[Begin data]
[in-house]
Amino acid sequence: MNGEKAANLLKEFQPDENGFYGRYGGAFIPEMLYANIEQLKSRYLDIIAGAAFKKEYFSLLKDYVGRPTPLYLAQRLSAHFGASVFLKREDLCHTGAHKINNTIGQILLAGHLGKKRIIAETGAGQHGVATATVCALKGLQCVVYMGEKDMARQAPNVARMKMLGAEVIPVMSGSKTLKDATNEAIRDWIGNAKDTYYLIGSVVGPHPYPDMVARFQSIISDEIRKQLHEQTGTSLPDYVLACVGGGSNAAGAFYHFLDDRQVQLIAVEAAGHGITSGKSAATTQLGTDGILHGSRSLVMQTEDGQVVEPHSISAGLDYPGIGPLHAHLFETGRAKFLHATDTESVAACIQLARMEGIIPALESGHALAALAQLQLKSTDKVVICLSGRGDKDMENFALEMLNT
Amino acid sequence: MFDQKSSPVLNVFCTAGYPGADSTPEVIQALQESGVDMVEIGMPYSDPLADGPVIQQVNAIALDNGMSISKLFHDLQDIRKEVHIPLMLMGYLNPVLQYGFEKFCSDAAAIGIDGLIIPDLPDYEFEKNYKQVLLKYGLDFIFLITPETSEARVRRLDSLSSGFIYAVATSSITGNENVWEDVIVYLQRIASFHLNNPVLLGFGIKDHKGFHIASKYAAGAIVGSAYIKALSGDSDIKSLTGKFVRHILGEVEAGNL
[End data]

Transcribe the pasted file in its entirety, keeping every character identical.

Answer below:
[in-house]
Amino acid sequence: MNGEKAANLLKEFQPDENGFYGRYGGAFIPEMLYANIEQLKSRYLDIIAGAAFKKEYFSLLKDYVGRPTPLYLAQRLSAHFGASVFLKREDLCHTGAHKINNTIGQILLAGHLGKKRIIAETGAGQHGVATATVCALKGLQCVVYMGEKDMARQAPNVARMKMLGAEVIPVMSGSKTLKDATNEAIRDWIGNAKDTYYLIGSVVGPHPYPDMVARFQSIISDEIRKQLHEQTGTSLPDYVLACVGGGSNAAGAFYHFLDDRQVQLIAVEAAGHGITSGKSAATTQLGTDGILHGSRSLVMQTEDGQVVEPHSISAGLDYPGIGPLHAHLFETGRAKFLHATDTESVAACIQLARMEGIIPALESGHALAALAQLQLKSTDKVVICLSGRGDKDMENFALEMLNT
Amino acid sequence: MFDQKSSPVLNVFCTAGYPGADSTPEVIQALQESGVDMVEIGMPYSDPLADGPVIQQVNAIALDNGMSISKLFHDLQDIRKEVHIPLMLMGYLNPVLQYGFEKFCSDAAAIGIDGLIIPDLPDYEFEKNYKQVLLKYGLDFIFLITPETSEARVRRLDSLSSGFIYAVATSSITGNENVWEDVIVYLQRIASFHLNNPVLLGFGIKDHKGFHIASKYAAGAIVGSAYIKALSGDSDIKSLTGKFVRHILGEVEAGNL